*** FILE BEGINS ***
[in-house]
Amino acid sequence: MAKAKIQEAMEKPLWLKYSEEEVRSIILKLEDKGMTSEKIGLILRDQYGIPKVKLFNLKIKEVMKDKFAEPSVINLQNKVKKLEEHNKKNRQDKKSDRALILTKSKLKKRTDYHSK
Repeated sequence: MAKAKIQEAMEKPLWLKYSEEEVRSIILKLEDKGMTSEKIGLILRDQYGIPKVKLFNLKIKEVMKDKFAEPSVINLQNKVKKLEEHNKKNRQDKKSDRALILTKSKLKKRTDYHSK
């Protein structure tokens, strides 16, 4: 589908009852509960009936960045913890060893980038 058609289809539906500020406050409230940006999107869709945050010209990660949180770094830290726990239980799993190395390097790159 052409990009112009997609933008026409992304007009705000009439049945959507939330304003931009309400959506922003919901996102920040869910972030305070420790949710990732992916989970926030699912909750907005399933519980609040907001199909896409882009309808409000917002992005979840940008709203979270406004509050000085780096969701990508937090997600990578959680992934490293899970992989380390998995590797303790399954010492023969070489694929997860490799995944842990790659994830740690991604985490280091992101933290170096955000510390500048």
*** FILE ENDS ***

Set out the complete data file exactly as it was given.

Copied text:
[in-house]
Amino acid sequence: MAKAKIQEAMEKPLWLKYSEEEVRSIILKLEDKGMTSEKIGLILRDQYGIPKVKLFNLKIKEVMKDKFAEPSVINLQNKVKKLEEHNKKNRQDKKSDRALILTKSKLKKRTDYHSK
Repeated sequence: MAKAKIQEAMEKPLWLKYSEEEVRSIILKLEDKGMTSEKIGLILRDQYGIPKVKLFNLKIKEVMKDKFAEPSVINLQNKVKKLEEHNKKNRQDKKSDRALILTKSKLKKRTDYHSK
């Protein structure tokens, strides 16, 4: 589908009852509960009936960045913890060893980038 058609289809539906500020406050409230940006999107869709945050010209990660949180770094830290726990239980799993190395390097790159 052409990009112009997609933008026409992304007009705000009439049945959507939330304003931009309400959506922003919901996102920040869910972030305070420790949710990732992916989970926030699912909750907005399933519980609040907001199909896409882009309808409000917002992005979840940008709203979270406004509050000085780096969701990508937090997600990578959680992934490293899970992989380390998995590797303790399954010492023969070489694929997860490799995944842990790659994830740690991604985490280091992101933290170096955000510390500048």